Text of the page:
The factory, however, was an overreach. “(I)t became evident some time ago that reorganization with greater capital would be necessary to save the property and conserve the interests of the stockholders,” according to the June 4, 1910, edition of Automobile Topics.
The Rayfield Motor Car Co. — the chief engineer was George Rayfield, and brothers John, William and Frederick also were part of the company — took over the 10th and Stanford plant in May 2010. Few Rayfields were built in Springfield either, however — no more than a dozen, and maybe fewer.
The eastern Illinois community of Chrisman lured the struggling Rayfield away from Springfield in 1912, and the company went into final bankruptcy in 1915.
Some of Springfield/Rayfield’s employees had more success. Hobbs returned to Springfield in 1938 to found the John W. Hobbs Co., which produced the first automotive clock and other accessories. Rayfield investor and sales manager E.E. Staley went on to head Baker Manufacturing Co. of Springfield, which prospered as a supplier to the local Allis-Chalmers bulldozer plant.
More information: Sangamon Valley Collection, Lincoln Library.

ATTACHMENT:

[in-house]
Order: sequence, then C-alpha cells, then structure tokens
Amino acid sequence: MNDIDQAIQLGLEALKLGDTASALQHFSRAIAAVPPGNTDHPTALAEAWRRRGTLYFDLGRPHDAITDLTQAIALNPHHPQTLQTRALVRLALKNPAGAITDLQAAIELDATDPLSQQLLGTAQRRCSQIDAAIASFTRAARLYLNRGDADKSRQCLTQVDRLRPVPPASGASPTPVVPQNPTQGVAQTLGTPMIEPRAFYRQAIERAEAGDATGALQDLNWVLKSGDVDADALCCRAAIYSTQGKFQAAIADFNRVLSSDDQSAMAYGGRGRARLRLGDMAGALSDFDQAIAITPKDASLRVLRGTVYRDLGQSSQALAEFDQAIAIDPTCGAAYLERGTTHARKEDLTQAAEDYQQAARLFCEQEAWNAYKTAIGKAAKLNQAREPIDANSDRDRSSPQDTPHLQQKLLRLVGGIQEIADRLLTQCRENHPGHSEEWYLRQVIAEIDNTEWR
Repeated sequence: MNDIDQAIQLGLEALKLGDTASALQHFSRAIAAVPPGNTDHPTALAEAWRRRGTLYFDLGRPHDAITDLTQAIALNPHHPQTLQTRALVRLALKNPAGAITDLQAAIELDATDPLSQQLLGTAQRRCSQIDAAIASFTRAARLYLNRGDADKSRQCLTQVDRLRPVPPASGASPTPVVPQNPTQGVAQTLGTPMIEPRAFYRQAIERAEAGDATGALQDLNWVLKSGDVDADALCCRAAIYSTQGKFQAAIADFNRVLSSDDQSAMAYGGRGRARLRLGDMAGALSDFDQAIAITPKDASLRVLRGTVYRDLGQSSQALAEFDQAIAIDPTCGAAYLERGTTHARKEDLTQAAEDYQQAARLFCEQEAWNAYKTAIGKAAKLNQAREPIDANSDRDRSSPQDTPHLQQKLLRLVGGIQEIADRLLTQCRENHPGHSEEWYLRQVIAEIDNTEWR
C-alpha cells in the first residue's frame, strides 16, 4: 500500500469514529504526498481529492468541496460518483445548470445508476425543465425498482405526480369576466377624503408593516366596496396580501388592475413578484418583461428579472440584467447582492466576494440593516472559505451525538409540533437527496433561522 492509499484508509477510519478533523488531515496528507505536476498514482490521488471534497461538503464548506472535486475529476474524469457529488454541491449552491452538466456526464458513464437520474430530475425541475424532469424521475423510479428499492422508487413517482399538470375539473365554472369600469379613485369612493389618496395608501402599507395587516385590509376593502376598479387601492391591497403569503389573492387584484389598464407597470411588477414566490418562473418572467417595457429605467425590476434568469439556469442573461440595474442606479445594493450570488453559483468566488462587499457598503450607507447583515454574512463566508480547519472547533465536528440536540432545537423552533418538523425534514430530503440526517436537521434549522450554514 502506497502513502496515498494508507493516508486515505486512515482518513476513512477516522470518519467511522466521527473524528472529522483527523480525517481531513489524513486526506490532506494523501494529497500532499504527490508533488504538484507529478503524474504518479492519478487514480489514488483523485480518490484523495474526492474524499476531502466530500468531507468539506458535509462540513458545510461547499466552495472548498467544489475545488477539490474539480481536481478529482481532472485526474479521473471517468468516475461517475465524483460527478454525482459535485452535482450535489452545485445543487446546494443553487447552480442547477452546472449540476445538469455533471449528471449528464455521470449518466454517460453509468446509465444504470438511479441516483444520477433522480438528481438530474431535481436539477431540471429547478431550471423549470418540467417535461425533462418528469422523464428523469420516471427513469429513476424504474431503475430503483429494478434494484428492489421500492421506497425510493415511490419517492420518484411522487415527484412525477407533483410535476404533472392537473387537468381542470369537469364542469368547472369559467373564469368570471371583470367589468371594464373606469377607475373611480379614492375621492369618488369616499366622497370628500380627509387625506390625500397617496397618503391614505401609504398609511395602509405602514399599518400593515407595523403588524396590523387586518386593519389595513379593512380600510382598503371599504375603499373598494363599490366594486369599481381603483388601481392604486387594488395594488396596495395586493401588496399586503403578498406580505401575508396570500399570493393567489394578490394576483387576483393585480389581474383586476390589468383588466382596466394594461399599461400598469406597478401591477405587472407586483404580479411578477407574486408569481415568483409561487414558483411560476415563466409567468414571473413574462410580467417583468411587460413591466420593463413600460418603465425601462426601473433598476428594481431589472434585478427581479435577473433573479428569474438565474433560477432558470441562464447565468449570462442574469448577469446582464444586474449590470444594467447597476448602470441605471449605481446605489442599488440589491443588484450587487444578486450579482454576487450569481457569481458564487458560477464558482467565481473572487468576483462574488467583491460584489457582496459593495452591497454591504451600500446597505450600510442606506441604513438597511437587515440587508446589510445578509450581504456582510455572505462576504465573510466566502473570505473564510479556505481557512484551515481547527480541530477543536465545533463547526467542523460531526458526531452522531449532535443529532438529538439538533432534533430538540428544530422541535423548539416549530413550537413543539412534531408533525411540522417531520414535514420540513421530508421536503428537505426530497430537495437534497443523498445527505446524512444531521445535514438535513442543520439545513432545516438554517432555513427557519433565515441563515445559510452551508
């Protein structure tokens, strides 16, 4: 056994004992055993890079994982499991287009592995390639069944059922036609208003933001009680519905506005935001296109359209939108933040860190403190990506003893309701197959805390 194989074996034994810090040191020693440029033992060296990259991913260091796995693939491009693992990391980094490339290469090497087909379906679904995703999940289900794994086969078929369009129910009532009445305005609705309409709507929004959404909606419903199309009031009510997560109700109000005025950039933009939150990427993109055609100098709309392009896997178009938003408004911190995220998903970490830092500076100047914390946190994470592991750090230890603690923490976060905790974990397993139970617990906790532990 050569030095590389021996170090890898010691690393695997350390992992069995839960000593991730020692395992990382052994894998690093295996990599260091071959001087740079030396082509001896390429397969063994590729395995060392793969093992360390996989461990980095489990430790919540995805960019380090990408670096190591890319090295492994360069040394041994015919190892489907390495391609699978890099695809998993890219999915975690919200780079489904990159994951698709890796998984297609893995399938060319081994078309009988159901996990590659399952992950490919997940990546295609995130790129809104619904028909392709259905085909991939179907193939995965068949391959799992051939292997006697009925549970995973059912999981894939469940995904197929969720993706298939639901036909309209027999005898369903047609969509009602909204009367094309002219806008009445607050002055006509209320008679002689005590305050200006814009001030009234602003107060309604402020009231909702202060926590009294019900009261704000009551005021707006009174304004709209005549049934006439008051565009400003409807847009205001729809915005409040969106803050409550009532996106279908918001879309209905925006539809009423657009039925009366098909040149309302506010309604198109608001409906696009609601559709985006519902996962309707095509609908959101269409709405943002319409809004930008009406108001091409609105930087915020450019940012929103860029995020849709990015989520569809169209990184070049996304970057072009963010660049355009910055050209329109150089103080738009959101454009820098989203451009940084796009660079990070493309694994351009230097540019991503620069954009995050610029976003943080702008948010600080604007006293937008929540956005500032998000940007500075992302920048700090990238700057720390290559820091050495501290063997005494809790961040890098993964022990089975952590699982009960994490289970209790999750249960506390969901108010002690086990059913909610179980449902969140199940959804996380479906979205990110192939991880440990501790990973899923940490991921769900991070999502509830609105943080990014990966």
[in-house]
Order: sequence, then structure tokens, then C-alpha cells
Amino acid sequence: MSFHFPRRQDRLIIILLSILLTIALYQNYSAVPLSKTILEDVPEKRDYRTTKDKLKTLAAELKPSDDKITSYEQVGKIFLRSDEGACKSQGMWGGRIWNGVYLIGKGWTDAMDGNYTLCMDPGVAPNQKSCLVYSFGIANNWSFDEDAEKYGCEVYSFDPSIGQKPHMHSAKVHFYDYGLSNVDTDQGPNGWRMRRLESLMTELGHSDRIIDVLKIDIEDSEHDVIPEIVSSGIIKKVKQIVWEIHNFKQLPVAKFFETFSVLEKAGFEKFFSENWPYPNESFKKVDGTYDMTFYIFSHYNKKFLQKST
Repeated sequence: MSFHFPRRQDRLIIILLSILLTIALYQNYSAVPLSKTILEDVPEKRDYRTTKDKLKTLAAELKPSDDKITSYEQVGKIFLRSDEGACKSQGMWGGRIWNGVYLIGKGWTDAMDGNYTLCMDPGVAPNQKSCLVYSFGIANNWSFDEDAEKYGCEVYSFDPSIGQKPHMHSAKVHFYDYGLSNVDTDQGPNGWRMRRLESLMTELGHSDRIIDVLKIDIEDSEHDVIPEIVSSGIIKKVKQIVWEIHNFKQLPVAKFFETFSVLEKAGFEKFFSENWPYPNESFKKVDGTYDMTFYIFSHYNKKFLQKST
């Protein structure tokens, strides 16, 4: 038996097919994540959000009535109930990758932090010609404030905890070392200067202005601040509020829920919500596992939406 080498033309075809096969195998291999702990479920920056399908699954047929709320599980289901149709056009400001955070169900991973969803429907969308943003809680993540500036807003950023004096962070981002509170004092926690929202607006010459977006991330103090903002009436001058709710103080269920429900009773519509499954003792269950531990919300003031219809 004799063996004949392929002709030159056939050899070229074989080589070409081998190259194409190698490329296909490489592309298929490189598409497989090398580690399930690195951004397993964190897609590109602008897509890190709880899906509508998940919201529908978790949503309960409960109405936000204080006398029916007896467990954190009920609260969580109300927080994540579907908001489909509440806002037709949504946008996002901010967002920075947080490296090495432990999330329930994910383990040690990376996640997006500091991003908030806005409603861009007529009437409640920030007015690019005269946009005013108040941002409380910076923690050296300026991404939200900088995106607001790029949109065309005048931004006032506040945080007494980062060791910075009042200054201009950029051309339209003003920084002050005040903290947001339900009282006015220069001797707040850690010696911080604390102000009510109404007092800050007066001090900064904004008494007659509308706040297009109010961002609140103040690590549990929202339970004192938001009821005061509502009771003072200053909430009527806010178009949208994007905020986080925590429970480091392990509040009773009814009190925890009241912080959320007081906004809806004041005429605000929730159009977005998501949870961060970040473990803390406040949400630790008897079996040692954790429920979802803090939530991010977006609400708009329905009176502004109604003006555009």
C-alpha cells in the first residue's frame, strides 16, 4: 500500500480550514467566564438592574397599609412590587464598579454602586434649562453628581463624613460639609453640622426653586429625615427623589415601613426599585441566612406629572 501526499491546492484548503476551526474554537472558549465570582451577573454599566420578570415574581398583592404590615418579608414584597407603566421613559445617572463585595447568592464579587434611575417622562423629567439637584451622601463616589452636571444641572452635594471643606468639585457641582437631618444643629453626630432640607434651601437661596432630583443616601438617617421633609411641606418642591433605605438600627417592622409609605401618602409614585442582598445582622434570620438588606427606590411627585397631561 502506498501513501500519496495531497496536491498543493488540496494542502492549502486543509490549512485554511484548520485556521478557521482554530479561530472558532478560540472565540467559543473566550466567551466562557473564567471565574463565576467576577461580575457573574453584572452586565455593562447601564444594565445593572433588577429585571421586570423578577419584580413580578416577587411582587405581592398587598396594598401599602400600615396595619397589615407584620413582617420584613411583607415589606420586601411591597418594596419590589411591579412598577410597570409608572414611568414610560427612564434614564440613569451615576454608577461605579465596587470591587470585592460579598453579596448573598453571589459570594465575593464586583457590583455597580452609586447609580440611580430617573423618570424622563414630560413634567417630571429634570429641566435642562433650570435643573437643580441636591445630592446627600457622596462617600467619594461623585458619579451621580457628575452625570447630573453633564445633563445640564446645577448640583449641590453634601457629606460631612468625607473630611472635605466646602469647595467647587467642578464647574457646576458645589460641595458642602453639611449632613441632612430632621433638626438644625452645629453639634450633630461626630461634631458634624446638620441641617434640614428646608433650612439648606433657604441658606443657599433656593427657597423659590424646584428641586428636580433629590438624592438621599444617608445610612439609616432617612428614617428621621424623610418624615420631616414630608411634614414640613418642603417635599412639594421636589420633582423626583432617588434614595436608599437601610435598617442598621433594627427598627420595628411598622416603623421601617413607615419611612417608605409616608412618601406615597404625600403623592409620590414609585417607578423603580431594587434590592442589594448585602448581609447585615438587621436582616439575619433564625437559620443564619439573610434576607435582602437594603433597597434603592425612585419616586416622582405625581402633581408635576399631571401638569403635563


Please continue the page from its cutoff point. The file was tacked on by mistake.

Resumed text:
Original content copyright Sangamon County Historical Society. You are free to republish this content as long as credit is given to the Society.
As a Rayfield myself I am fascinated by the Springfield connection to cars, racing, etc. as I have always been a car and bike enthusiast, building, racing, etc. Now at the age of 70 I still have a 1938 Rudge motorcycle and a 1938 Morgan 3 wheeler plus another Morgan I am completely renovating. So it would seem that I have inherited a mechanical gene from a blacksmith forebear that maybe runs down through the family. Virtually all Rayfields originated from Kent in England – myself included. My son has been working on our family tree and found many Rayfields migrated to the US and spread out from there. Undoubtably there are links everywhere but tracking is often difficult. If there are any Rayfields still connected to motoring as I am, maybe you would like to get in touch at email@example.com.
Mr. Rayfield: Thanks for the comment.